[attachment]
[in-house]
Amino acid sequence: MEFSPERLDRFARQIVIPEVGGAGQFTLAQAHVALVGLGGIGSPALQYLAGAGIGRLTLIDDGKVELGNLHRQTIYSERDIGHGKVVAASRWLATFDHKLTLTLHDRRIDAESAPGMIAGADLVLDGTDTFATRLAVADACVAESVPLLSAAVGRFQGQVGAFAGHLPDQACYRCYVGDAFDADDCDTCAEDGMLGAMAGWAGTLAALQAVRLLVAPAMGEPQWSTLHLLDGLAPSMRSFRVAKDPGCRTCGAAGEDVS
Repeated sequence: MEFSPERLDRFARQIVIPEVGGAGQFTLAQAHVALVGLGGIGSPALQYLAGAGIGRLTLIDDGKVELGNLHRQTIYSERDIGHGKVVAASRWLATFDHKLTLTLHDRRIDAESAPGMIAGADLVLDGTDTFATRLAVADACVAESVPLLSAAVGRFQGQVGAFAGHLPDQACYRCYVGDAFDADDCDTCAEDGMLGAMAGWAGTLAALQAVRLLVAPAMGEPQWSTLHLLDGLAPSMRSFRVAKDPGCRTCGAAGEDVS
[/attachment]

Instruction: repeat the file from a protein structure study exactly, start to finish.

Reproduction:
[in-house]
Amino acid sequence: MEFSPERLDRFARQIVIPEVGGAGQFTLAQAHVALVGLGGIGSPALQYLAGAGIGRLTLIDDGKVELGNLHRQTIYSERDIGHGKVVAASRWLATFDHKLTLTLHDRRIDAESAPGMIAGADLVLDGTDTFATRLAVADACVAESVPLLSAAVGRFQGQVGAFAGHLPDQACYRCYVGDAFDADDCDTCAEDGMLGAMAGWAGTLAALQAVRLLVAPAMGEPQWSTLHLLDGLAPSMRSFRVAKDPGCRTCGAAGEDVS
Repeated sequence: MEFSPERLDRFARQIVIPEVGGAGQFTLAQAHVALVGLGGIGSPALQYLAGAGIGRLTLIDDGKVELGNLHRQTIYSERDIGHGKVVAASRWLATFDHKLTLTLHDRRIDAESAPGMIAGADLVLDGTDTFATRLAVADACVAESVPLLSAAVGRFQGQVGAFAGHLPDQACYRCYVGDAFDADDCDTCAEDGMLGAMAGWAGTLAALQAVRLLVAPAMGEPQWSTLHLLDGLAPSMRSFRVAKDPGCRTCGAAGEDVS